Symptoms of Bipolar Disorder in Women

Societal and Gender Roles May Inform Symptoms

Bipolar
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Bipolar disorder affects men and women fairly equally, with 2.9 percent of men and 2.8 percent of women diagnosed. While women with bipolar disorder experience basically the same mania and depressive episodes as men, the expression of these episodes can often take vastly different forms. In some cases, this can be directly related to gender roles in society.

Society's Perception of Bipolar Disorder Symptoms in Women

For example, while excessive spending is a common feature of a manic episode, how a woman might spend her money (and on whom) may be diametrically opposed to how a man might spend in the same situation. Conversely, the way in which a depressive episode manifests in women and men can differ based on their relationships with others, particularly their spouses. Women in an abusive relationship, for example, will not typically respond with aggression, where a man might. 

How we, as a society, perceive symptoms of bipolar disorder can also vary. While we might take exception when a man talks excessively or emotionally, discounting him as "abnormal" or "strange," we will often ascribe the same behavior as being "typical" in women. 

Similarly, we tend to be put off by acts of aggression by women. Not so with men, who are often praised and rewarded for excessive and even violent behavior.

These perceptions can dramatically alter how bipolar women and men respond to the emotional cycles they experience. This can affect men especially if their illness is perceived as a weakness either by themselves or others.

Symptoms of Bipolar Mania

While social roles may inform the nature of a response during a manic or depressive episode, they have no bearing whatever on the severity or type of symptoms.

In both women and men, manic and hypomanic phases are characterized by the following features:

  • Decreased need for sleep
  • Talking excessively
  • Racing thoughts
  • Being easily distracted
  • Engaging in multiple activities
  • Physical agitation and relentless movement
  • Increased sexual desire
  • Impulsive risk behaviors (including gambling and lavish spending)
  • Grandiosity or inappropriate behavior
  • Bright and often inappropriate clothing
  • Irritability, hostility, or aggression
  • Delusions

Men tend to have more manic episodes than women do.

Manic Behavior in Women

In women, manic behaviors may take form in ways that society considers to be positive, such as dressing brightly or even provocatively. Conversely, we may attribute changes in behavior to "flightiness" or, worse yet, "typical" female mood swings. And even when we do notice changes, it's not unusual to hear them dismissed, rather cruelly, as symptoms of premenstrual syndrome (PMS) or menopause.

Symptoms of Bipolar Depression

As with manic behavior, the symptoms of bipolar depression usually vary little from women to men and can include:

  • Crying for no reason or prolonged periods of sadness
  • Feelings of guilt or hopelessness
  • Loss of interest in activities that usually give you pleasure
  • Extreme fatigue, including the inability to get out of bed
  • Loss of interest in your health, nutrition, or physical appearance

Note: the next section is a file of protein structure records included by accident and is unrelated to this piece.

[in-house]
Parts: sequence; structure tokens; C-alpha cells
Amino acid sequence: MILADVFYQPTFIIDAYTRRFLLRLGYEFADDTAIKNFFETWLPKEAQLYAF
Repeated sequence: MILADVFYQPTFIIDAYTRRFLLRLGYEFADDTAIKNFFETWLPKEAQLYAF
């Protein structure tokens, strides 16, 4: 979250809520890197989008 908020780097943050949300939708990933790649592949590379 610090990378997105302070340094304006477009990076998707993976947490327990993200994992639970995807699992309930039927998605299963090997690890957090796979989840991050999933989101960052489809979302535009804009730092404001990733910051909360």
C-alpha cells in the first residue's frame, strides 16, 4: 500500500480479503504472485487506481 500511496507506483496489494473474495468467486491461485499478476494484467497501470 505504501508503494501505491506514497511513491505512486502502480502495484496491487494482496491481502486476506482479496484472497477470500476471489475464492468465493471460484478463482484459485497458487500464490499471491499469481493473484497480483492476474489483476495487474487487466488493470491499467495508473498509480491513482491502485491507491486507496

• Difficulty concentrating or remembering things
  • Sleeping excessively or difficulty sleeping
  • Suicidal thoughts or an impulse to self-harm

Women tend to have more depressive episodes than men do.

Depressive Behavior in Women

In the same way that people can dismiss manic behaviors in women, the appearance of depression can lead them to callously declare a woman "premenstrual." These same sorts of beliefs can plague post-menopausal women and new mothers whose depression is often considered a normal facet of their stage of life.

Hormones and Bipolar Disorder

Hormonal changes that occur during menstruation can create some challenges for treating bipolar disorder in women. Studies have shown that a high percentage of women with bipolar disorder report more mood symptoms that are associated with the menstrual cycle. Additionally, menstrual cycles can throw off the potency of medications women use to treat their bipolar disorder, perhaps exacerbating the mood symptoms.

For perimenopausal and menopausal women with bipolar disorder, small studies have shown that depressive episodes may increase thanks to fluctuating hormones, sleep challenges, and life changes. However, more research needs to be done regarding this connection.

Take Home Message

Historically speaking, we have long embraced the idea of "melancholy" as a singularly female condition, one that is either innate or will pass given the proper time or distraction. As much as we like to think we've moved beyond these beliefs, they are rife in many cultures and only serve to distance women from accessing the mental care they need.

If you are experiencing symptoms of bipolar disorder, don't let anyone—including your doctor—minimize them or attribute them to "female troubles." If needed, get a second opinion, ideally from a qualified professional experienced in women's mental health. 

Sources:

Duerr HA. Treatment Issues for Bipolar Disorder in Women. Psychiatric Times. Modern Medicine Network. Published November 10, 2012.

National Institute of Mental Health (NIMH). Bipolar Disorder: Mental Health Information. Updated April 2016.

National Institute of Mental Health (NIMH). Bipolar Disorder: Statistics. Updated November 2017.

Parial S. Bipolar Disorder in Women. Indian Journal of Psychiatry. 2015;57(Suppl 2):S252-S263. doi:10.4103/0019-5545.161488.